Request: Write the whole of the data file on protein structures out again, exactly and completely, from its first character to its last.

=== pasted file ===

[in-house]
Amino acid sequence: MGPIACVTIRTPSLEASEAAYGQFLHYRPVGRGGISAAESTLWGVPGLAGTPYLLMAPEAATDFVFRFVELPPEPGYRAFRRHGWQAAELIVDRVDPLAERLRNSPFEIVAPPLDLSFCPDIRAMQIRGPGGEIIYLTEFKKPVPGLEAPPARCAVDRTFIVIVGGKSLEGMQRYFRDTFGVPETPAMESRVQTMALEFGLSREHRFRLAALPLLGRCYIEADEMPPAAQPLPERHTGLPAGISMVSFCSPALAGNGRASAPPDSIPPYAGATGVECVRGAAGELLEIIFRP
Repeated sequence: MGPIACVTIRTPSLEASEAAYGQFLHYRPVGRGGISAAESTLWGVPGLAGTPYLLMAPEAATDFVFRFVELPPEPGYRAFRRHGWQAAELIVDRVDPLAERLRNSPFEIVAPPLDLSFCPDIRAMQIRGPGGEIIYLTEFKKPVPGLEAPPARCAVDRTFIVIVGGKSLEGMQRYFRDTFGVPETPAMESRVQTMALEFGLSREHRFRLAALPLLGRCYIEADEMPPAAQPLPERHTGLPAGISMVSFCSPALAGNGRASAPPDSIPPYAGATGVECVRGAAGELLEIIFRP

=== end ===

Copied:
[in-house]
Amino acid sequence: MGPIACVTIRTPSLEASEAAYGQFLHYRPVGRGGISAAESTLWGVPGLAGTPYLLMAPEAATDFVFRFVELPPEPGYRAFRRHGWQAAELIVDRVDPLAERLRNSPFEIVAPPLDLSFCPDIRAMQIRGPGGEIIYLTEFKKPVPGLEAPPARCAVDRTFIVIVGGKSLEGMQRYFRDTFGVPETPAMESRVQTMALEFGLSREHRFRLAALPLLGRCYIEADEMPPAAQPLPERHTGLPAGISMVSFCSPALAGNGRASAPPDSIPPYAGATGVECVRGAAGELLEIIFRP
Repeated sequence: MGPIACVTIRTPSLEASEAAYGQFLHYRPVGRGGISAAESTLWGVPGLAGTPYLLMAPEAATDFVFRFVELPPEPGYRAFRRHGWQAAELIVDRVDPLAERLRNSPFEIVAPPLDLSFCPDIRAMQIRGPGGEIIYLTEFKKPVPGLEAPPARCAVDRTFIVIVGGKSLEGMQRYFRDTFGVPETPAMESRVQTMALEFGLSREHRFRLAALPLLGRCYIEADEMPPAAQPLPERHTGLPAGISMVSFCSPALAGNGRASAPPDSIPPYAGATGVECVRGAAGELLEIIFRP